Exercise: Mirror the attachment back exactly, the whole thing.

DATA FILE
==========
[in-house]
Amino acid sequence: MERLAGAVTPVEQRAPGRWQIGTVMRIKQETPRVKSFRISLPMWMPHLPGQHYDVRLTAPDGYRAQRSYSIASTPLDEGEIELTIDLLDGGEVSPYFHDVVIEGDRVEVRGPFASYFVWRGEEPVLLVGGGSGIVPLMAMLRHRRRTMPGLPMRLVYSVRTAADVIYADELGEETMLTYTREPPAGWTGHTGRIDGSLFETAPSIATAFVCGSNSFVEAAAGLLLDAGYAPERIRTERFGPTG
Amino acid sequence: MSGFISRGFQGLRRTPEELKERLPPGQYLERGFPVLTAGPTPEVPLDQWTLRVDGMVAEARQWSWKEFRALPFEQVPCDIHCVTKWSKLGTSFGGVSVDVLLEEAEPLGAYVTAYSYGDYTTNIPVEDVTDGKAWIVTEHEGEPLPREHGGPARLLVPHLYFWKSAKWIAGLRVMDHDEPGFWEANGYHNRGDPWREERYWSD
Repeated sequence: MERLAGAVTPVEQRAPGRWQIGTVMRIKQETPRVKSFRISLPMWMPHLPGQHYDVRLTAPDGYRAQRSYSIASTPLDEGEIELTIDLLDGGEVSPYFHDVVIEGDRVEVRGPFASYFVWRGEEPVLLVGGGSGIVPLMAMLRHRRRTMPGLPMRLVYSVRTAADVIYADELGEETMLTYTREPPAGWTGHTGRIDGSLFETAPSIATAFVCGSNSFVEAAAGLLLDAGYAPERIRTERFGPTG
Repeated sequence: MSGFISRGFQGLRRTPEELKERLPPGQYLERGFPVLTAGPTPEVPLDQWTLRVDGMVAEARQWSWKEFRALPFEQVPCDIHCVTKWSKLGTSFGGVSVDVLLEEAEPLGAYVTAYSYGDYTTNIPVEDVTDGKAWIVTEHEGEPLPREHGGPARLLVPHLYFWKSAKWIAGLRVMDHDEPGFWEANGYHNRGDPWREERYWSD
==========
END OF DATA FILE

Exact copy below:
[in-house]
Amino acid sequence: MERLAGAVTPVEQRAPGRWQIGTVMRIKQETPRVKSFRISLPMWMPHLPGQHYDVRLTAPDGYRAQRSYSIASTPLDEGEIELTIDLLDGGEVSPYFHDVVIEGDRVEVRGPFASYFVWRGEEPVLLVGGGSGIVPLMAMLRHRRRTMPGLPMRLVYSVRTAADVIYADELGEETMLTYTREPPAGWTGHTGRIDGSLFETAPSIATAFVCGSNSFVEAAAGLLLDAGYAPERIRTERFGPTG
Amino acid sequence: MSGFISRGFQGLRRTPEELKERLPPGQYLERGFPVLTAGPTPEVPLDQWTLRVDGMVAEARQWSWKEFRALPFEQVPCDIHCVTKWSKLGTSFGGVSVDVLLEEAEPLGAYVTAYSYGDYTTNIPVEDVTDGKAWIVTEHEGEPLPREHGGPARLLVPHLYFWKSAKWIAGLRVMDHDEPGFWEANGYHNRGDPWREERYWSD
Repeated sequence: MERLAGAVTPVEQRAPGRWQIGTVMRIKQETPRVKSFRISLPMWMPHLPGQHYDVRLTAPDGYRAQRSYSIASTPLDEGEIELTIDLLDGGEVSPYFHDVVIEGDRVEVRGPFASYFVWRGEEPVLLVGGGSGIVPLMAMLRHRRRTMPGLPMRLVYSVRTAADVIYADELGEETMLTYTREPPAGWTGHTGRIDGSLFETAPSIATAFVCGSNSFVEAAAGLLLDAGYAPERIRTERFGPTG
Repeated sequence: MSGFISRGFQGLRRTPEELKERLPPGQYLERGFPVLTAGPTPEVPLDQWTLRVDGMVAEARQWSWKEFRALPFEQVPCDIHCVTKWSKLGTSFGGVSVDVLLEEAEPLGAYVTAYSYGDYTTNIPVEDVTDGKAWIVTEHEGEPLPREHGGPARLLVPHLYFWKSAKWIAGLRVMDHDEPGFWEANGYHNRGDPWREERYWSD